1 The earth is the Lord’s and everything in it,
the world and its inhabitants too.
2 Because God is the one who established it on the seas;
God set it firmly on the waters.
3 Who can ascend the Lord’s mountain?
Who can stand in his holy sanctuary?
4 Only the one with clean hands and a pure heart;
the one who hasn’t made false promises,
the one who hasn’t sworn dishonestly.
5 That kind of person receives blessings from the Lord
and righteousness from the God who saves.
Part of the beauty of the Thanksgiving holiday is that it is something we can all share – regardless of our faith tradition. It has this amazing unifying quality. Even people with no faith background can understand, embrace and appreciate the practice of gratitude as a healthy approach to living.
Study after study shows that gratitude is key to a healthy attitude.
Why would this be? The psalm points to a truth that people of faith understand: “the earth is the Lord’s…the world and its inhabitants too.” There is a fundamental unity to creation. It is exemplified in the delicate interplay of every natural system. St. Francis describes this unity in his famous “Canticle of the Sun,” where he celebrates everything – up to and including “Sister Death!”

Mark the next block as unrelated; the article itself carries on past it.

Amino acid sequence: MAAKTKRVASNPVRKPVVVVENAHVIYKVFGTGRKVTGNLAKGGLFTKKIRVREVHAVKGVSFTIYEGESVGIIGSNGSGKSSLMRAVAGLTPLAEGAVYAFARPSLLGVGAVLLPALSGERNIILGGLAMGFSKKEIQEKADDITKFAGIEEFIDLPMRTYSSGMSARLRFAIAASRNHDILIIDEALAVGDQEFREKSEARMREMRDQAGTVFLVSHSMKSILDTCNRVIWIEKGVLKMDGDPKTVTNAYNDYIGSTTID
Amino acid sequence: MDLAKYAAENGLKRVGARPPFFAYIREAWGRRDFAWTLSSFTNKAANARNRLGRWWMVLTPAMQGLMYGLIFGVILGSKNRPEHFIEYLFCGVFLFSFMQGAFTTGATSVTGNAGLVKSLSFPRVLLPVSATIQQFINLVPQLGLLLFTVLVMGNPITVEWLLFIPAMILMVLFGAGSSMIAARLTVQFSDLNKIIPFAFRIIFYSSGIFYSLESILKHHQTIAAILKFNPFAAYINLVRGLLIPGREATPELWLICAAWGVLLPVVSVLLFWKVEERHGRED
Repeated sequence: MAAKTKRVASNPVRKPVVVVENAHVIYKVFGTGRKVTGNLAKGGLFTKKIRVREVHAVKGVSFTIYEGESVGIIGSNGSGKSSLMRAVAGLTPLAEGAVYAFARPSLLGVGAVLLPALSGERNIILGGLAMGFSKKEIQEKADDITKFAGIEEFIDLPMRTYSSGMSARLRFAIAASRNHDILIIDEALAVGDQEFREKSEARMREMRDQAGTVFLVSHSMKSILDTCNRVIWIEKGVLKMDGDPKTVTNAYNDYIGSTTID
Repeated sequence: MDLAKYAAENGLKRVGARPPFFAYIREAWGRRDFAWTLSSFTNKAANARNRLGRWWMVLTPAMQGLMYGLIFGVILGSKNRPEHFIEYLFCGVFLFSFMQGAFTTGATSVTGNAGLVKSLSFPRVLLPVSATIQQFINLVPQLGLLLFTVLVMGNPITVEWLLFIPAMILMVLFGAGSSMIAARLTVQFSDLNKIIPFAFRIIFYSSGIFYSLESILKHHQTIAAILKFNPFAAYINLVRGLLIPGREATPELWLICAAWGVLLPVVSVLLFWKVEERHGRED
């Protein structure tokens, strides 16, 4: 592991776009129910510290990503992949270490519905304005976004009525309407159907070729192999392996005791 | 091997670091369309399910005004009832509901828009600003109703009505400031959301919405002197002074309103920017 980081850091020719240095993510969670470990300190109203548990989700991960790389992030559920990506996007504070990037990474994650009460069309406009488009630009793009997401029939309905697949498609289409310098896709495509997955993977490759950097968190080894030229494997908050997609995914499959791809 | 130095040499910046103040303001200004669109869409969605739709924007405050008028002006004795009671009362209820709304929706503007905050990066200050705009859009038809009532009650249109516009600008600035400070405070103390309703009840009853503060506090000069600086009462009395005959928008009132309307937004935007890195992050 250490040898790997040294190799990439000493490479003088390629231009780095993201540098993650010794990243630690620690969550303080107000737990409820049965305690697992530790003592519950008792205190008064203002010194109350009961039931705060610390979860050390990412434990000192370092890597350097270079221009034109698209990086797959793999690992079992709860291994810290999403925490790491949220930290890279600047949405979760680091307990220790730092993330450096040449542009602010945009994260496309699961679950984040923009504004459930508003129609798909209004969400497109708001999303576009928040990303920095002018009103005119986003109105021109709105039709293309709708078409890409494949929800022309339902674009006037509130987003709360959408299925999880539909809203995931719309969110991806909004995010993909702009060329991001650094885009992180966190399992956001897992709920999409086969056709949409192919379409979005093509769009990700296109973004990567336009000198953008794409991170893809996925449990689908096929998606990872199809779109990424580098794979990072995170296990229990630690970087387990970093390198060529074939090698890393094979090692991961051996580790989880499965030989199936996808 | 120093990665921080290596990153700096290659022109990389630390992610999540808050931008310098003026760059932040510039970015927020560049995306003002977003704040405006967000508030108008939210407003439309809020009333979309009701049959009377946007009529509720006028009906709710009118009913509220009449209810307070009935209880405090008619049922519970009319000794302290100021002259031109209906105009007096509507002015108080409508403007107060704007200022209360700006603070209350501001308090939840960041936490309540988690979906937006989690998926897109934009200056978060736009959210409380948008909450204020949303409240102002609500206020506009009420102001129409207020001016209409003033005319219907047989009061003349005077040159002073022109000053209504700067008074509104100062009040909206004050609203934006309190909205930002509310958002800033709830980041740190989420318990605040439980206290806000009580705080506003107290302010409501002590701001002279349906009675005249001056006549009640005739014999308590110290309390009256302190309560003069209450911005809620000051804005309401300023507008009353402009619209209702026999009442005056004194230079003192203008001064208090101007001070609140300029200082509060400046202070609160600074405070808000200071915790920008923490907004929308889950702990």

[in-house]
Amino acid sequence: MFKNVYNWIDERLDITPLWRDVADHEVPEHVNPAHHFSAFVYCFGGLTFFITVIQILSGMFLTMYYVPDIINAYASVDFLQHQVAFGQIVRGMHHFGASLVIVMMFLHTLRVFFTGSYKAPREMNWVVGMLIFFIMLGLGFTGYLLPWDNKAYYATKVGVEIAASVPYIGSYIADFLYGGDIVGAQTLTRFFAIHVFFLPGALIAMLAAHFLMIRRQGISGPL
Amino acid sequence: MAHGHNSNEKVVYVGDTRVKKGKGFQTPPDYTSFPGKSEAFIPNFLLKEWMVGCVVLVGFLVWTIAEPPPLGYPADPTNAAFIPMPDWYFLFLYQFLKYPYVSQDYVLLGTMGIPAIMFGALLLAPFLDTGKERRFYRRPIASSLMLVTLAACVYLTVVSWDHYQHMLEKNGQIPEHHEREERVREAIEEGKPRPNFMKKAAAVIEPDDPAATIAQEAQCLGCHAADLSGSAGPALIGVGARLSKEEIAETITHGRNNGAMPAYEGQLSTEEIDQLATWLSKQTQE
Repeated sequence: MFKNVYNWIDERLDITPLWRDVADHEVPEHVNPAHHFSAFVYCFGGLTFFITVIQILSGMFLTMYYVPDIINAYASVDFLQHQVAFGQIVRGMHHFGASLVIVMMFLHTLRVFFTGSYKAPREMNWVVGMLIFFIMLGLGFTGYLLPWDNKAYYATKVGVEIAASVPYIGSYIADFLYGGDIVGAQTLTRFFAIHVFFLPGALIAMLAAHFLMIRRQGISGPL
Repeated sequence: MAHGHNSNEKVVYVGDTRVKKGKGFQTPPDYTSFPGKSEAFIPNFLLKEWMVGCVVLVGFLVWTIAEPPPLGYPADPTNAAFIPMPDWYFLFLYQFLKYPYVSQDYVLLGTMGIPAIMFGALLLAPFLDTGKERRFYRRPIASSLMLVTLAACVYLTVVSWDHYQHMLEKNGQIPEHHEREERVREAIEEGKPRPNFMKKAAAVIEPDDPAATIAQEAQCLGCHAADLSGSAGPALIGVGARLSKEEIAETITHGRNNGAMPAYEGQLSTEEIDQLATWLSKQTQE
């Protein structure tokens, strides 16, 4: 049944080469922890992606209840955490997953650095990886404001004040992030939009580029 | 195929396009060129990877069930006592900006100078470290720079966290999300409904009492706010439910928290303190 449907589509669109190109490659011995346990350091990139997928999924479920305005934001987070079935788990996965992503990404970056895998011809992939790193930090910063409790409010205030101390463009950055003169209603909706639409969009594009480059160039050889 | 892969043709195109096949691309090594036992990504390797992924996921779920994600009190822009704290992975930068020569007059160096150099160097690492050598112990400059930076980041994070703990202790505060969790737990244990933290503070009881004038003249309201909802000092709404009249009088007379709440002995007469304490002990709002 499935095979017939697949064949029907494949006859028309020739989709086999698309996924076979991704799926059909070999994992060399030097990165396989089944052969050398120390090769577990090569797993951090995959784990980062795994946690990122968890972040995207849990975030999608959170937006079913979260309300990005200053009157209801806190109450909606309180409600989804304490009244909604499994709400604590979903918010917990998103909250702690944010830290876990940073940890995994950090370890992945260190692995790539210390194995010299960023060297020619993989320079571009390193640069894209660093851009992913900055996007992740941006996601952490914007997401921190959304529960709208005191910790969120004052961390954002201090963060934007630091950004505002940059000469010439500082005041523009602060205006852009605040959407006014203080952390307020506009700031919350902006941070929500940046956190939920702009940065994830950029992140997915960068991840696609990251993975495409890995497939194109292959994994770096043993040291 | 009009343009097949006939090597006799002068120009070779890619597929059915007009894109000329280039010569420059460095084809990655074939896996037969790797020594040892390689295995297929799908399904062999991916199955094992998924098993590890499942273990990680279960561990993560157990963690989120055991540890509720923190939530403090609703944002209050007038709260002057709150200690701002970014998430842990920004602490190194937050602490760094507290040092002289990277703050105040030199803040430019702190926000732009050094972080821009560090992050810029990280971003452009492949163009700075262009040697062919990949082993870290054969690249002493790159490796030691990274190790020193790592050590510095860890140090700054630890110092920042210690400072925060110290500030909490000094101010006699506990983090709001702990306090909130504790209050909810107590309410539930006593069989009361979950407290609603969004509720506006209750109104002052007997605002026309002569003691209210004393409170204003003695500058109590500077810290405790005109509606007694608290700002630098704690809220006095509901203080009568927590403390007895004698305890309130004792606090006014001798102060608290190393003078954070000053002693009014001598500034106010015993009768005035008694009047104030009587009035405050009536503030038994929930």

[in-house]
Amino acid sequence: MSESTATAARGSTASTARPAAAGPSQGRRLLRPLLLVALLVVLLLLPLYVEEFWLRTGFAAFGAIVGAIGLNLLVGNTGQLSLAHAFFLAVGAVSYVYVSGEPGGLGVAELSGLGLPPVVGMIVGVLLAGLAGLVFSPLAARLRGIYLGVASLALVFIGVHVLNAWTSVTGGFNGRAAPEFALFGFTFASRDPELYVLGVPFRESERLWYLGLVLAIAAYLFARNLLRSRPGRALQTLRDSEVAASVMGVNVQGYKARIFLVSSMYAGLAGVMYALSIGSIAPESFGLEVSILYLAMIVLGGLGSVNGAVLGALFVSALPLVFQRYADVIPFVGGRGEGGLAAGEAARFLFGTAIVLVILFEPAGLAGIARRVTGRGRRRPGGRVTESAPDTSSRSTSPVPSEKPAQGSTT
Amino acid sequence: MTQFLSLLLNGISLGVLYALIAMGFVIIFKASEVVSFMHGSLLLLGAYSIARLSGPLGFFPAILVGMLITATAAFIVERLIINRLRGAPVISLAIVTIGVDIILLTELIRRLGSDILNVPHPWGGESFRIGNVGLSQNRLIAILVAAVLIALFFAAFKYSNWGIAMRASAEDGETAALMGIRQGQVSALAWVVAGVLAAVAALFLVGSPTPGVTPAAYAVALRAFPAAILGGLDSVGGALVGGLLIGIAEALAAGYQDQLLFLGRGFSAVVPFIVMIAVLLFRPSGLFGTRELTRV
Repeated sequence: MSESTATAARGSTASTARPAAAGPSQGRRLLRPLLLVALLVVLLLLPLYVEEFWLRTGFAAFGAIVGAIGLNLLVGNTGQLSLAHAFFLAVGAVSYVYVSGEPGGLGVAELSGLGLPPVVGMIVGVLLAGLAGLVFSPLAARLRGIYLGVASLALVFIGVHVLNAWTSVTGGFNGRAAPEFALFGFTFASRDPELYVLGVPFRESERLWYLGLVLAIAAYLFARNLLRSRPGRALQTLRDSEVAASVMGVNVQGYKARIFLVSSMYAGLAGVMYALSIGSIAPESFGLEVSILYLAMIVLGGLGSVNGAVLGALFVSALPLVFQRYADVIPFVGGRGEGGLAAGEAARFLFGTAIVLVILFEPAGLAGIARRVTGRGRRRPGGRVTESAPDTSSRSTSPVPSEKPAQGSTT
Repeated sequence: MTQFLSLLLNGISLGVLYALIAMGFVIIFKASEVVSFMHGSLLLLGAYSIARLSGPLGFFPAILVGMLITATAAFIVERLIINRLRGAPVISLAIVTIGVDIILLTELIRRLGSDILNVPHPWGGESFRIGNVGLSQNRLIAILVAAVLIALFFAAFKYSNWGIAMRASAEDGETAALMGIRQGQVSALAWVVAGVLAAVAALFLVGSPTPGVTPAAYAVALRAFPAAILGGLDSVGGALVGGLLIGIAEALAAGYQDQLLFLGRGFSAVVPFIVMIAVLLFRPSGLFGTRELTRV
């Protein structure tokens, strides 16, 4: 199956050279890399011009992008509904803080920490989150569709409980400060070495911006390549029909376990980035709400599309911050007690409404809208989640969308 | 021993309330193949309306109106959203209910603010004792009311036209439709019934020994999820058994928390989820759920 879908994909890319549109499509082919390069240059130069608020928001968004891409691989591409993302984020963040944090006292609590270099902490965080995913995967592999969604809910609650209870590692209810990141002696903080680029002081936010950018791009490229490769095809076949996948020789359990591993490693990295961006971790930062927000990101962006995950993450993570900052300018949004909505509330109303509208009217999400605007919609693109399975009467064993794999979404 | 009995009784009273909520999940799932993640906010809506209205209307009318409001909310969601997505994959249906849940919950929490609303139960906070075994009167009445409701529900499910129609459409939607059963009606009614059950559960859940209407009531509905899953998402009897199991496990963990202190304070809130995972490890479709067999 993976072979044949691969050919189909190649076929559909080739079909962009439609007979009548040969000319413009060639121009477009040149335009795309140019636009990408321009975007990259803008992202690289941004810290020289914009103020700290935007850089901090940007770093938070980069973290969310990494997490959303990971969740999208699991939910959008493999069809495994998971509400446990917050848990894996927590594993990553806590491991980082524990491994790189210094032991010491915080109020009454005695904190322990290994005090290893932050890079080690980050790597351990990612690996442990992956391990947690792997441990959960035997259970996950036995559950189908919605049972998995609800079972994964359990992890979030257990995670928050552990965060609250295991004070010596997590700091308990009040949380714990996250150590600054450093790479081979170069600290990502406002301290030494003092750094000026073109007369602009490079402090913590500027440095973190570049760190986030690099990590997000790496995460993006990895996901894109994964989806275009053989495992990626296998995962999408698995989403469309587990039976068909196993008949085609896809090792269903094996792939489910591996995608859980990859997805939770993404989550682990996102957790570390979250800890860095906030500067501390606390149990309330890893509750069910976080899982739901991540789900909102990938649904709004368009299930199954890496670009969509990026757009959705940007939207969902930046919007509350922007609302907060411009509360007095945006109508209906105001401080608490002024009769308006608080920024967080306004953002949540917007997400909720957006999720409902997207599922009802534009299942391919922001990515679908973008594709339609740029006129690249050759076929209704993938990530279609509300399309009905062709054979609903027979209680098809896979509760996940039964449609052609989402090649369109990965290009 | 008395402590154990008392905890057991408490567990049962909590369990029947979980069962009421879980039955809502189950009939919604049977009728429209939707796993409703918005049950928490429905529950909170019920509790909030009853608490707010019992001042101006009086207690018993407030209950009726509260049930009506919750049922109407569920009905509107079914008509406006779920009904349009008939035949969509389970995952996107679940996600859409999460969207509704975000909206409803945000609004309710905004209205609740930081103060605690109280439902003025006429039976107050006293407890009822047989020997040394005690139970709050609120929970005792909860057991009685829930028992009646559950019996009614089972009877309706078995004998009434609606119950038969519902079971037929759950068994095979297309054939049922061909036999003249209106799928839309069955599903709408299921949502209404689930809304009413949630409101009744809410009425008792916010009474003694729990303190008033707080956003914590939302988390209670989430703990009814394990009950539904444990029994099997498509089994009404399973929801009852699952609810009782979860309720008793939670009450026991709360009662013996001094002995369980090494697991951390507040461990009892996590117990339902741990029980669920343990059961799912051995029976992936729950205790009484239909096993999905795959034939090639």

We may not be ready to go quite that far. But there is no doubt that gratitude moves us closer to oneness with each other, with the natural world, and with our Creator. Every study confirms this fact because this is how we were made. It’s part of who we are, especially as people of faith.
For Pondering & Prayer
Is there such a thing as faith without gratitude?
How might the practice of gratitude lead us into closer relationships with the people in our lives?